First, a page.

Hopefully, this rubrics is beneficial to see where your school is at, while also sparking some necessary conversations.

2.  4 Guiding questions for your IT department

I love the following quote from Harriet Rubin:

“Freedom is actually a bigger game than power. Power is about what you can control. Freedom is about what you can unleash.”

As we focus on technology in our schools, the question that we all must consider is “What is best for kids?”  That should guid all conversations.  The other 3 questions that I continue to consider are the following:

How does this improve learning? 

If we were to do _________, what is the balance of risk vs. reward? 

Is this serving the few or the majority? 

The conversations we have with our IT departments, in both directions, should always be focused on serving kids first.

3. Building the Culture of an Empowered Mindset Towards Technology Innovation 

The role of principal is extremely important as it can “make or break” a school culture.  I really believe in the notion that principals should be the “lead learner”, and that it often leads to schools becoming a culture of learning that continuously grow and evolve.  A static school is a school that can be full of dead practices.

In this graphic, I try to show the correlation between administrator and school mindset, and how open minds often open doors for innovative learning opportunities.

Hopefully the three examples above are posts that will help people with some considerations for their upcoming school year.

Want to be successful? Be a sponge.

cc licensed ( BY NC SA ) flickr photo shared by George Couros

I have worked with some brilliant leaders and educators and I have noticed the same things about all of them.

They listen.

No matter their position, they are successful because they see every opportunity as an opportunity to learn.  Even when they are in a higher position than myself, they see an interaction with myself and others as an opportunity for them to always stay on top of their game.  The other things that I notice is that although they know they do not have all of the answer, they sure have a lot of questions.  

Leaders continue to ask questions.

When I think of thought leaders in my school district, I think of people like Jesse McLean and Travis McNaughton, and the amazing ability they have as well as their insights regarding education.  They are leaders that make a huge difference in their communities and the one word that I think of when I think of either one of them is “sponge”.  They soak in everything they can, but eventually they release they learn and share it with others.  They also do not learn only from people that are “above” them in the organizational hierarchy, but they learn from every person they interact with.  They focus not only on the knowledge of that person, but they soak in the characteristics of that person and learn about them as people, which is imperative in the change process.

“Every change requires effort, and the decision to make that effort is a social process…human interaction is the key force in overcoming resistance and speeding change.” Atul Gawande

Even when they disagree, they don’t jump in and start defending their beliefs, they continue to listen. They think. They absorb. They think of what they are learning, how they can adapt it, and how they can share.

This does not mean that they agree with everything that they hear.  Not at all.  In fact, many people simply regurgitate what they hear from someone else and agree openly although deep down, they don’t agree with what is being said.  Leadership takes a back-bone to stand up for what you believe in, but it also is imperative to focus on what you can do better.  Leaders know that it is not about being right but about doing right.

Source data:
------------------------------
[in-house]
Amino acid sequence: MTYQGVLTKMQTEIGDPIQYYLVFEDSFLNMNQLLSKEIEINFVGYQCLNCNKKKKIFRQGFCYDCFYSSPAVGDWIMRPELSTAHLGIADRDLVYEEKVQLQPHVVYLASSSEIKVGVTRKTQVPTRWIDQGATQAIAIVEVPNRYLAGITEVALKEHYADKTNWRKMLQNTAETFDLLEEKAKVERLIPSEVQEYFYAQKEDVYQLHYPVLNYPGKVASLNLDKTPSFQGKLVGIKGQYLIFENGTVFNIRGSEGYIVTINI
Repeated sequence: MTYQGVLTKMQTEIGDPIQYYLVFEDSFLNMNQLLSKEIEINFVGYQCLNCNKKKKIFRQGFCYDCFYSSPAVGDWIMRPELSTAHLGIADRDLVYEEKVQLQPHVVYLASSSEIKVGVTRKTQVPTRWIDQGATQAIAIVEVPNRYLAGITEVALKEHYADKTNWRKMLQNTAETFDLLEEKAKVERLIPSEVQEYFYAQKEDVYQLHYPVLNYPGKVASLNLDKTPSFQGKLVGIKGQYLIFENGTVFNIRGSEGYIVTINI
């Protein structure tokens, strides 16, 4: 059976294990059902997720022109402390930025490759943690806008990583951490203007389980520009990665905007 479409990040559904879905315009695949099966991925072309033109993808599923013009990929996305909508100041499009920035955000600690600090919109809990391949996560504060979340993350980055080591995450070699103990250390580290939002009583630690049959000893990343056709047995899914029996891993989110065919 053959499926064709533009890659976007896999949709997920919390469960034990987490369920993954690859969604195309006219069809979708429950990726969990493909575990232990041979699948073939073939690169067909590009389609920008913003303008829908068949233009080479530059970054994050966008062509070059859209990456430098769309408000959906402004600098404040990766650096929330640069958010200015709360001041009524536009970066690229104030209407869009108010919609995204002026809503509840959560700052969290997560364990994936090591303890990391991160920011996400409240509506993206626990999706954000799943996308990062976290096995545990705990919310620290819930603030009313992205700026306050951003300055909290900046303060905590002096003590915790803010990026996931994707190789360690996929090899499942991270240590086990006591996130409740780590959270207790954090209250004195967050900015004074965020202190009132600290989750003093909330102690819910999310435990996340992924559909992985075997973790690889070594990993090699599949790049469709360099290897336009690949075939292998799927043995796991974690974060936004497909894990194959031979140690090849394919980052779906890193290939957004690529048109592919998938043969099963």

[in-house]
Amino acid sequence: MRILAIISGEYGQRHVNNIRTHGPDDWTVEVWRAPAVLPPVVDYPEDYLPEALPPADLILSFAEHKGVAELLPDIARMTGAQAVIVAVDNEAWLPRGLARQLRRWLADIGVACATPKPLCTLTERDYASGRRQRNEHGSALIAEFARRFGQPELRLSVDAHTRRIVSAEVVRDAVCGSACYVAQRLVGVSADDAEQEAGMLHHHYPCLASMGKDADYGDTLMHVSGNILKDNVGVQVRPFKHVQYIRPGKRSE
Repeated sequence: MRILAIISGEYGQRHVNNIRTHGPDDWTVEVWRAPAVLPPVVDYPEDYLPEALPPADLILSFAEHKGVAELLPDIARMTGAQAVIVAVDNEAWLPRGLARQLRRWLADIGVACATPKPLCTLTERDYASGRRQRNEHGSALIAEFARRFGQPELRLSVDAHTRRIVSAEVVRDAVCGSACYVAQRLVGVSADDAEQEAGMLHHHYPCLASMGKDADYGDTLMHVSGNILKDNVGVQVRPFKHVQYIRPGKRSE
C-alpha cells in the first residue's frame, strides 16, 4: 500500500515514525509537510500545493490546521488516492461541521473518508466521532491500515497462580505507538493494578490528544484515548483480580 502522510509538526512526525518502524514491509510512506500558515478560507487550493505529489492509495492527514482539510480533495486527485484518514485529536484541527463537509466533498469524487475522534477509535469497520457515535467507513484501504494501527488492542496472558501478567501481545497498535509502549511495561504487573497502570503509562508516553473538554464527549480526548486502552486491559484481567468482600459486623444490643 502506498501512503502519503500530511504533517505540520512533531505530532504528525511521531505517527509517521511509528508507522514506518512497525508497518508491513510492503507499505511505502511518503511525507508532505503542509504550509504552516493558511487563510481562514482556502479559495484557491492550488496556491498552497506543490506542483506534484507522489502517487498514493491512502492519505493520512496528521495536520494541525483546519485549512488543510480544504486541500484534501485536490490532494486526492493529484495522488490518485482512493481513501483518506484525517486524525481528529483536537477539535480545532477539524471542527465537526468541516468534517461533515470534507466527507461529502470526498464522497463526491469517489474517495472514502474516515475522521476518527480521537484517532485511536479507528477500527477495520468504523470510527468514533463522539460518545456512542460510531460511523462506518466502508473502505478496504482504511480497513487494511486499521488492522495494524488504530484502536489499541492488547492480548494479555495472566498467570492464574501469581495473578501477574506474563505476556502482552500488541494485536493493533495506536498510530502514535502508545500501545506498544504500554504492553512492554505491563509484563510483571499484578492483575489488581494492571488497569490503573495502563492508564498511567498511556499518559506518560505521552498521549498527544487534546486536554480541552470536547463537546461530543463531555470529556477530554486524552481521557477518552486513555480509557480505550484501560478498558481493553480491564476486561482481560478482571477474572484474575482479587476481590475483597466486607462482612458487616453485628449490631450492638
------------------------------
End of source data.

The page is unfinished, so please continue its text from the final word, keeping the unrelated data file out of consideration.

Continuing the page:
The next time that you have an interaction with someone, ask them questions, see what you can learn, see what you can take, and see what you can share with others.  That is what a “sponge” does and it is a characteristic that is crucial to effective leadership.

Telling and Creating Your Story

cc licensed ( BY ) flickr photo shared by umjanedoan

From a conversation with a good friend and colleague, and reading this article, I have been thinking about the role of the story in our organizations.

Here are some questions for you to consider:

What is the story that you are trying to create or are creating?  What is your “why” and how are you making it happen?

If you can you answer these questions, is it succinct?  Is it easy to understand?  Does it make sense to people both in and out of your organization?  If you can tell me the story of your school, can others?

But it isn’t just about telling your story…it is more importantly about creating it.  In the article about great companies being “storydoers”, the author talks about what those companies do differently:

  1. They have a story
  2. The story is about a larger ambition to make the world or people’s lives better
  3. The story is understood and cared about by senior leadership outside of marketing
  4. That story is being used to drive tangible action throughout the company: product development, HR policies, compensation, etc.
  5. These actions add back up to a cohesive whole
  6. Customers and partners are motivated to engage with the story and are actively using it to advance their own stories

Now although the focus is business related, it definitely can be used in the context of school.  Both the elements of telling and creating your story are imperative, but one does not come before the other.  They continuously feed one another.

For example, your story and narrative grows over time as it should in any organization.  Blockbuster’s story did not change and they have no story at all.  Yet words without actions mean nothing.  If you tell a story that is false, that will simply lose the faith of those that you serve.  Creating that story then leads to telling your story.  The more you tell your story, the more you are accountable to creating it.  It goes round and round and round.

Sometimes the story of the “organization” starts in a single classroom, but the importance is that it starts.  Sharing what is happening in one place in a compelling way, is how that story starts to spread.  Having it spread, creates a stronger story.  It grows and grows.

So tell your story, but don’t forget the accountability you have to continuously create it.